Pilcher claims all opposition has “come out of ignorance and being misled by Greenpeace and others rather than being against the IUCN’s involvement.” But Indian scientists and conservationists remain united in opposition both to the port and to the IUCN’s role. In 2008 several of Pilcher’s India-based colleagues and other IUCN member groups wrote to IUCN director general Julia Marton-Lefèvre, arguing that the union’s involvement casts “aspersions on the credibility and neutrality” of the IUCN. The letter stated that the port company “is using this purported support of the IUCN to claim that environmental impacts have been adequately addressed and mitigated.” The regional chair of the marine turtle specialty group, Kartik Shanker, has resigned over the situation. “Almost unanimously,” he says, all the specialty group members in India “have opposed the involvement of the IUCN in this project.”
The Dhamra port is just one of the IUCN’s corporate controversies. Another arose in 2007, when Marton-Lefèvre signed a partnership agreement with Royal Dutch Shell “to enhance the biodiversity conservation performance by Shell” and “to strengthen IUCN’s capacity for leadership in business and biodiversity,” as the agreement puts it. That deal has led to internal dissension, with one of the IUCN’s commission chairs, M. Taghi Farvar, insisting that it should not partner with industries causing wide-scale environmental damage, particularly in light of the IUCN’s mandate for reversing global warming. The controversy led to a motion at the World Conservation Congress last October to cancel the contract. That motion narrowly failed, after Marton-Lefèvre argued that legal action by Shell was possible.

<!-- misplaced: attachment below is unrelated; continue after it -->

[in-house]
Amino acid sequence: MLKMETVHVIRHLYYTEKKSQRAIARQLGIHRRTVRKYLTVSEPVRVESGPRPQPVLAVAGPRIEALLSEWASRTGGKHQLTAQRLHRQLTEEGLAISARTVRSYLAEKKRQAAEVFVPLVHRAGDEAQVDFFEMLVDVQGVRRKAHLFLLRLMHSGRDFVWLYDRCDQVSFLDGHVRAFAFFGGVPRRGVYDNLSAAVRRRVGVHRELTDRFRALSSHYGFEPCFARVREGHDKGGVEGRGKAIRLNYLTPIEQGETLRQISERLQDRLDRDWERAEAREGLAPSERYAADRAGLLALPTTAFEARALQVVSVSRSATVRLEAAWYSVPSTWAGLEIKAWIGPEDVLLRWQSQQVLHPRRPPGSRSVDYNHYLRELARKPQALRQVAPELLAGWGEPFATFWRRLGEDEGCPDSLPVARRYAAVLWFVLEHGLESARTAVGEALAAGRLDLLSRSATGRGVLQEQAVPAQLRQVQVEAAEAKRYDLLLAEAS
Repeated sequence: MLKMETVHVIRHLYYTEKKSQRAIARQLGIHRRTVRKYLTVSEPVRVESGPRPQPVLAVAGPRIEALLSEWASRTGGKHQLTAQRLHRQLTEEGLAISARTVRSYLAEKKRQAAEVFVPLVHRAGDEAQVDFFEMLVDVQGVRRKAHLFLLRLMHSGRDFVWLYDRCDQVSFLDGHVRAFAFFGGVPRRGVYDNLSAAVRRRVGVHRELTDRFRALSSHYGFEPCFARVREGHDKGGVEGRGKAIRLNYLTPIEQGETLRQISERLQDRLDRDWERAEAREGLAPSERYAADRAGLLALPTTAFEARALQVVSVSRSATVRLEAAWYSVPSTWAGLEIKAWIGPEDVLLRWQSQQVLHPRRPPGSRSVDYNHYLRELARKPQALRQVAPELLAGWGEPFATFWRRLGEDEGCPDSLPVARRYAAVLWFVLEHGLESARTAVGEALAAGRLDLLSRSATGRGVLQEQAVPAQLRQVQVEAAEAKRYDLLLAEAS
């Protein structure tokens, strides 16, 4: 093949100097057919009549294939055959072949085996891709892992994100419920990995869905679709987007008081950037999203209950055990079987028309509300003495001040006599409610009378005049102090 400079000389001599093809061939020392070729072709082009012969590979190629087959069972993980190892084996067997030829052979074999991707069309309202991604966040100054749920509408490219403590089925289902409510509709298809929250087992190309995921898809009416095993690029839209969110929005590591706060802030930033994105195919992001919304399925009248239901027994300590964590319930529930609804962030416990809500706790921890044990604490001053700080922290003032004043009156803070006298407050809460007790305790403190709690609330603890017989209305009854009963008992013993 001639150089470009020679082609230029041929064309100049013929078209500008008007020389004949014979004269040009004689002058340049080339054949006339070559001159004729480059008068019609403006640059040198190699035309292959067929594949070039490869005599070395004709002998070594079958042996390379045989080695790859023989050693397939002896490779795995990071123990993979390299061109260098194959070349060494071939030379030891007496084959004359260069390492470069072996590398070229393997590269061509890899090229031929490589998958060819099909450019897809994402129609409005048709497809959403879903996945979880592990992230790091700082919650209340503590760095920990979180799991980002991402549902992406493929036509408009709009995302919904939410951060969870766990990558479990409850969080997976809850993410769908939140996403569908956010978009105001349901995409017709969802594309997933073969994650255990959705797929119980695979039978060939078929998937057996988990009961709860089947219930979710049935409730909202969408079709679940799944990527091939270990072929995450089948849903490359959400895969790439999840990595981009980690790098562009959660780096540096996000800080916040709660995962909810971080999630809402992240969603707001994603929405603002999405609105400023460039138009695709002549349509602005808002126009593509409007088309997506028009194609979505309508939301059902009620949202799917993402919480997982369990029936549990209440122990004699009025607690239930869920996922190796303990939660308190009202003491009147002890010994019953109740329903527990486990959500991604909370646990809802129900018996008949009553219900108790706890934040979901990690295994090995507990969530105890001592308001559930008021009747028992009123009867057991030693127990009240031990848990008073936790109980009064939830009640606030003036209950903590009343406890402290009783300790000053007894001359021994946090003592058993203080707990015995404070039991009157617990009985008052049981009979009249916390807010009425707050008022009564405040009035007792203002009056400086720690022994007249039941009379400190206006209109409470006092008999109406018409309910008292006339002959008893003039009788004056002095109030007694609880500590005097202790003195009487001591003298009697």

The IUCN’s dealings with the business world is not likely to slow down, but if the union wants to soothe internal strife, conflicts of interest must be eliminated, and transparency is key, Farvar insists. Tata and Shell can exert undue pressure on the IUCN, because what are financial peanuts to megacorporations are substantial funds to nonprofits. Other groups have managed the balancing act to some degree, such as scientists conducting clinical trials on behalf of pharmaceutical companies. While members continue to debate how the IUCN should navigate these rocky waters, all hope that endangered species and biodiversity will not pay the price.
Note: This article was originally posted with the title, "Environmental Payoff".